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International Airman: A1C Ramsay's Journey to Citizenship

U. S. Air Force Airman 1st Class Jessica Ramsay is a Paralegal for the 5th Bomb Wing’s Judge Advocacy Office at Minot Air Force Base, North Dakota.

U. S. Air Force Airman 1st Class Jessica Ramsay is a Paralegal for the 5th Bomb Wing’s Judge Advocacy Office at Minot Air Force Base, North Dakota.

A1C Ramsay shares her story on becoming a naturalized citizen and the changes she'd like to make to the system.


The United States Armed Forces has had a long history of immigrants serving in the military ever since the Revolutionary War. While not only making the grand commitment of serving the nation, they have also sworn to protect the rights of the citizens of the nation as well – even if they themselves don’t have those rights.

U. S. Air Force Airman 1st Class Jessica Ramsay, who is a Paralegal for the 5th Bomb Wing’s Judge Advocacy Office at Minot Air Force Base, North Dakota, has found that the current system could better support its people, the Air Force’s most valuable asset, in relation to the naturalization process.

“My family had emigrated from South Africa to Australia for a safer life, and then from Australia to the States due to an economic recession,” said Ramsay. “I am so blessed to live in the United States, the freedom and opportunities are like no other.”

She had never imagined that she could have joined the military, especially as an immigrant. She also didn’t know the proper steps to take towards enlisting as a foreign national.

 She credits her interest in the military to a neighbor back home who was a retired Air Force Lieutenant General.  While listening to his stories and learning about all of the opportunities that the Air Force had to offer, she knew that this was the path she needed to take for her life.

“I have always been interested in global and international security, language, and adventure,” said Ramsay. “Being a part of this incredible mission has inspired me every day, I’m so thrilled to be here.”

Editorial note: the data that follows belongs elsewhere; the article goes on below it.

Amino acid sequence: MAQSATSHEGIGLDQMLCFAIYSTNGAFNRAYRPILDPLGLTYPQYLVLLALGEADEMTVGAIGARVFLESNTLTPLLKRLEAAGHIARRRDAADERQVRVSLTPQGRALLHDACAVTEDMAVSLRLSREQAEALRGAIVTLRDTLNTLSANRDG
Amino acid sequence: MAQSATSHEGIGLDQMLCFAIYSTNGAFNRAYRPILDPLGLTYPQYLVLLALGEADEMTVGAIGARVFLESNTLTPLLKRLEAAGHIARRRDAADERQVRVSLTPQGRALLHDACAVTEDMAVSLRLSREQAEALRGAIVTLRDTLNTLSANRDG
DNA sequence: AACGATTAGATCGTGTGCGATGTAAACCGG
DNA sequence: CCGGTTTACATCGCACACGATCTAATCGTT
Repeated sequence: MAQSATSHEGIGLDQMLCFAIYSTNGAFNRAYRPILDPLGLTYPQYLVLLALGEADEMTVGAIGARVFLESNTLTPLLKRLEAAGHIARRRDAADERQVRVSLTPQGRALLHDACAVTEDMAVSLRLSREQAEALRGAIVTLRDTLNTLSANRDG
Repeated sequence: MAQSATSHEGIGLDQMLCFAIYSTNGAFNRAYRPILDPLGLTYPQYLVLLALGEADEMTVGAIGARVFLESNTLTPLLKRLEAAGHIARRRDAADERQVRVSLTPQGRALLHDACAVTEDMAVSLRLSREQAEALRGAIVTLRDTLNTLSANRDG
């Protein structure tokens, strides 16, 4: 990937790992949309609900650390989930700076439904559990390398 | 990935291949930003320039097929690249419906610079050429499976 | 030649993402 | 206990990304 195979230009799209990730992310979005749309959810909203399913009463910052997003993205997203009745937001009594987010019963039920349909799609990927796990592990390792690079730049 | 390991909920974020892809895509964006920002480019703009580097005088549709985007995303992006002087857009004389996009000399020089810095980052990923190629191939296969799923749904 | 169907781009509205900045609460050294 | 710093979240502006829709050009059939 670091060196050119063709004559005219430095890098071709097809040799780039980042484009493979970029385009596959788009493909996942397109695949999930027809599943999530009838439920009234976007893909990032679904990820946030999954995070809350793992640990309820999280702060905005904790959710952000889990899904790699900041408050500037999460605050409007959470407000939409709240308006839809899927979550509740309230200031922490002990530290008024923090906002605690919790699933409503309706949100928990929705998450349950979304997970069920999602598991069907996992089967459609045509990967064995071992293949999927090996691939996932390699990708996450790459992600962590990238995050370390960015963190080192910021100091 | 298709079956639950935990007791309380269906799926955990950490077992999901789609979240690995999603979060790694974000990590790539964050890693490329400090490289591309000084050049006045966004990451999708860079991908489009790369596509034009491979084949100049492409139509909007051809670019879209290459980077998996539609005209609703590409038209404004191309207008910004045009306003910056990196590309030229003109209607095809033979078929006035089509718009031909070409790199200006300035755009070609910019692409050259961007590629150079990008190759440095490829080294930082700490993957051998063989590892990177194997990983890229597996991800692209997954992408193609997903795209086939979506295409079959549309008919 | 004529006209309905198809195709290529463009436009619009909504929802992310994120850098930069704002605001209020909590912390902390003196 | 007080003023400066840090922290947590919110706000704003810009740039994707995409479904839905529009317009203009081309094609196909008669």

Ramsay’s naturalization process was difficult and quite frustrating for her at times as she found that she didn’t have the proper resources in order to file.

“I struggled mostly with acquiring information and contacting the agencies about my case and the steps I needed to take to file for naturalization as a service member,” said Ramsay. “The biggest challenge I encountered was finding the reliable and current information that reflected the latest changes in naturalization law.”

The holes that she had found in the process made it difficult for service members undergoing the process. After seeing other Airmen go through the same challenges, she had started doing research and discovered that the issue was much larger than she thought it would have been.

She had learned military naturalizations were denied at a higher rate than those for civilians. Service members that fail to do so face severe consequences such as not being able to reenlist, deploy, obtain security clearances, and be prohibited from accessing sensitive information in relation to their career fields. Therefore, the importance of going through this process is crucial.

Ramsay had put in the effort to write out a package outlining broken processes and challenges that she has found in the system. As her way of enacting change, she suggested improvements that she’d like to implement at Minot AFB and the Air Force.

“I presented this package to my leadership, and worked with Maj. Hiatt, a Judge Advocate, to perfect it and so far, it’s spreading like wildfire,” said Ramsay. “I am so grateful that my leaders are working with me to make sure my voice, and the voice of other immigrant Airmen are heard.”

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